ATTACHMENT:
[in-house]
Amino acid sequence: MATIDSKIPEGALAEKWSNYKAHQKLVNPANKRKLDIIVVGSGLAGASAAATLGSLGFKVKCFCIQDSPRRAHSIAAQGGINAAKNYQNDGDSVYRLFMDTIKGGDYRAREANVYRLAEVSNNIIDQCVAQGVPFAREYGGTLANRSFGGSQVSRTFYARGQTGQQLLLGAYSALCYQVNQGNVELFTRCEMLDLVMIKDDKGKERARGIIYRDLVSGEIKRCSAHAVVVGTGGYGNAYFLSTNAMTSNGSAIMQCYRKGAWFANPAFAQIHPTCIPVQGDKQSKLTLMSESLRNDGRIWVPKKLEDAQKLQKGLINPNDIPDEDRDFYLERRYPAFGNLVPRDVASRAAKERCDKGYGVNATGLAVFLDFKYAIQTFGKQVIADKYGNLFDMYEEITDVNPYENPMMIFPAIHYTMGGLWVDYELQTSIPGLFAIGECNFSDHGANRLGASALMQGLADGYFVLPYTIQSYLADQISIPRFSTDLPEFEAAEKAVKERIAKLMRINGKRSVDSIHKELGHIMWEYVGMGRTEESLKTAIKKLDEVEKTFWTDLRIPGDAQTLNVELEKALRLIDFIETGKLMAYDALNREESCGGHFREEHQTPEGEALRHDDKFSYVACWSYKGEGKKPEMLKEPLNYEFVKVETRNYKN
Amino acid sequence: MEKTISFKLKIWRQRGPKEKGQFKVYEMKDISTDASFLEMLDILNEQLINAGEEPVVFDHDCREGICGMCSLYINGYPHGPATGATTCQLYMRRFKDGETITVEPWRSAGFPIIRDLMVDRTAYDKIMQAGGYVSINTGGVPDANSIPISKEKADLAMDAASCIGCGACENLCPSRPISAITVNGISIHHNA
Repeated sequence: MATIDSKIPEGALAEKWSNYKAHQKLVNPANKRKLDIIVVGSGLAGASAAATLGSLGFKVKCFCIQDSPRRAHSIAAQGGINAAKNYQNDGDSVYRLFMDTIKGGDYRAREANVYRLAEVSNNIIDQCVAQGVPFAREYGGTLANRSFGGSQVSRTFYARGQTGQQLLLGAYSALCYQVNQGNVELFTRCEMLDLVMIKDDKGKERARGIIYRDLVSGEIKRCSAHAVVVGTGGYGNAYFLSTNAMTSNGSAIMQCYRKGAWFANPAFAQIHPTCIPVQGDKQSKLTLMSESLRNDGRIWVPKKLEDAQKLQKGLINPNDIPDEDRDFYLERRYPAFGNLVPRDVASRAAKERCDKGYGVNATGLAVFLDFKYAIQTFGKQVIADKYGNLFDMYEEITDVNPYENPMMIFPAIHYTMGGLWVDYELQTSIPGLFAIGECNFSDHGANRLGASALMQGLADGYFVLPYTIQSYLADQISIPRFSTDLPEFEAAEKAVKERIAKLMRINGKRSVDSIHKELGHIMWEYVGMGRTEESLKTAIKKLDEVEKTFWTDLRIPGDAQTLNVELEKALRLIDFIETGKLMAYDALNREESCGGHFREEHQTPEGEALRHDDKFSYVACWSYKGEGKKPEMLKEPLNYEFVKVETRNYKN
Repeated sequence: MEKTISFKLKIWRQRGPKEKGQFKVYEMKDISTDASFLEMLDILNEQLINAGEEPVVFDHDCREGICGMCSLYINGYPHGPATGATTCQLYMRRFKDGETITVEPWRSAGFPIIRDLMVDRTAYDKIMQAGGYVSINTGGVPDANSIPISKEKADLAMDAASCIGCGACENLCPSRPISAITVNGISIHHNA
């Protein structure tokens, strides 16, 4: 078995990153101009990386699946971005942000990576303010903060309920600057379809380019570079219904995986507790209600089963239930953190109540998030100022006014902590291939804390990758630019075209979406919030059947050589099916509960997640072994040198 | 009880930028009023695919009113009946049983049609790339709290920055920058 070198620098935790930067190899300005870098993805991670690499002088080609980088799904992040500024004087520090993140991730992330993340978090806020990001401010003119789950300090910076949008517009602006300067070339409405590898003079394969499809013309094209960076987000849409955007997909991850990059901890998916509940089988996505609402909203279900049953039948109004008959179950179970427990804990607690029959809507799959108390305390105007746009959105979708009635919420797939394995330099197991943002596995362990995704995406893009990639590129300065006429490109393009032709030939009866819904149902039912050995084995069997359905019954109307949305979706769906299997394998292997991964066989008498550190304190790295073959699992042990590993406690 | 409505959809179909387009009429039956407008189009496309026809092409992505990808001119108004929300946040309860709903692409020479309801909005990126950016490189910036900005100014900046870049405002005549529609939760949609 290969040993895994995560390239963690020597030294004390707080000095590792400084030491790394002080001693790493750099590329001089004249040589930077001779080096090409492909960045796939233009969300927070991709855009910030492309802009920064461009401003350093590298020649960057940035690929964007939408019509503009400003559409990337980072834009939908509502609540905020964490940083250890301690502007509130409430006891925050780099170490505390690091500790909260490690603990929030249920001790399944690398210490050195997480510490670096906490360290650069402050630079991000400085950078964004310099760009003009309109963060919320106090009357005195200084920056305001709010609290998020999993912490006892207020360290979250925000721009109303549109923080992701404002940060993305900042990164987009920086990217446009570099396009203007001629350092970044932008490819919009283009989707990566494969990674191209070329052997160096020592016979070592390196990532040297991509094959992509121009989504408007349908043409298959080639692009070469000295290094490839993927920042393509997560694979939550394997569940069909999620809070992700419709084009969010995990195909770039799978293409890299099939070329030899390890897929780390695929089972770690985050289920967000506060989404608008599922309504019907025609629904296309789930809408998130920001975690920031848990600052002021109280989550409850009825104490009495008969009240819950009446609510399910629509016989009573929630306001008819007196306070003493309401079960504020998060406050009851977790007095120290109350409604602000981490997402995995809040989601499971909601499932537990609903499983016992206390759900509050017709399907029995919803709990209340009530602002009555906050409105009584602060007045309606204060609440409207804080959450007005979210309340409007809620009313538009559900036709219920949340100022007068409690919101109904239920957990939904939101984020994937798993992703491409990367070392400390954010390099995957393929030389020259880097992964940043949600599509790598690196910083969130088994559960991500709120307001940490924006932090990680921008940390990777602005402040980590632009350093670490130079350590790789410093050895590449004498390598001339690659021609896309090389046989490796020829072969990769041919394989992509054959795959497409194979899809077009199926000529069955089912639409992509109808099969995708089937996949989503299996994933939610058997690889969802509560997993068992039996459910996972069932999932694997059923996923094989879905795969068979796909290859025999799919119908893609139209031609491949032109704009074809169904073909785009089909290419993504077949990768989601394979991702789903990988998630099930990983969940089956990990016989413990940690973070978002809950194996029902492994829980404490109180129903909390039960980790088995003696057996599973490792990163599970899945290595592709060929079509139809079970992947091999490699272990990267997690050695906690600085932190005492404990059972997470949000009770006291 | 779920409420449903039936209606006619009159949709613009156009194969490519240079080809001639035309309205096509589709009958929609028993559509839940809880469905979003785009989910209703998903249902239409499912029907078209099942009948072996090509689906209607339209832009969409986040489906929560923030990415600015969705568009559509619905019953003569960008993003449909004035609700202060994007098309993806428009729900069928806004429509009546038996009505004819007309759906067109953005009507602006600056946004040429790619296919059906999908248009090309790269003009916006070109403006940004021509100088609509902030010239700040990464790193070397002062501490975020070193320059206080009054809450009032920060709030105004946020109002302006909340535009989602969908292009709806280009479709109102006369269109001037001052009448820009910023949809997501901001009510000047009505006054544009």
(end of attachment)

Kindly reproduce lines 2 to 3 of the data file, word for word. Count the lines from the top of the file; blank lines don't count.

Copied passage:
Amino acid sequence: MATIDSKIPEGALAEKWSNYKAHQKLVNPANKRKLDIIVVGSGLAGASAAATLGSLGFKVKCFCIQDSPRRAHSIAAQGGINAAKNYQNDGDSVYRLFMDTIKGGDYRAREANVYRLAEVSNNIIDQCVAQGVPFAREYGGTLANRSFGGSQVSRTFYARGQTGQQLLLGAYSALCYQVNQGNVELFTRCEMLDLVMIKDDKGKERARGIIYRDLVSGEIKRCSAHAVVVGTGGYGNAYFLSTNAMTSNGSAIMQCYRKGAWFANPAFAQIHPTCIPVQGDKQSKLTLMSESLRNDGRIWVPKKLEDAQKLQKGLINPNDIPDEDRDFYLERRYPAFGNLVPRDVASRAAKERCDKGYGVNATGLAVFLDFKYAIQTFGKQVIADKYGNLFDMYEEITDVNPYENPMMIFPAIHYTMGGLWVDYELQTSIPGLFAIGECNFSDHGANRLGASALMQGLADGYFVLPYTIQSYLADQISIPRFSTDLPEFEAAEKAVKERIAKLMRINGKRSVDSIHKELGHIMWEYVGMGRTEESLKTAIKKLDEVEKTFWTDLRIPGDAQTLNVELEKALRLIDFIETGKLMAYDALNREESCGGHFREEHQTPEGEALRHDDKFSYVACWSYKGEGKKPEMLKEPLNYEFVKVETRNYKN
Amino acid sequence: MEKTISFKLKIWRQRGPKEKGQFKVYEMKDISTDASFLEMLDILNEQLINAGEEPVVFDHDCREGICGMCSLYINGYPHGPATGATTCQLYMRRFKDGETITVEPWRSAGFPIIRDLMVDRTAYDKIMQAGGYVSINTGGVPDANSIPISKEKADLAMDAASCIGCGACENLCPSRPISAITVNGISIHHNA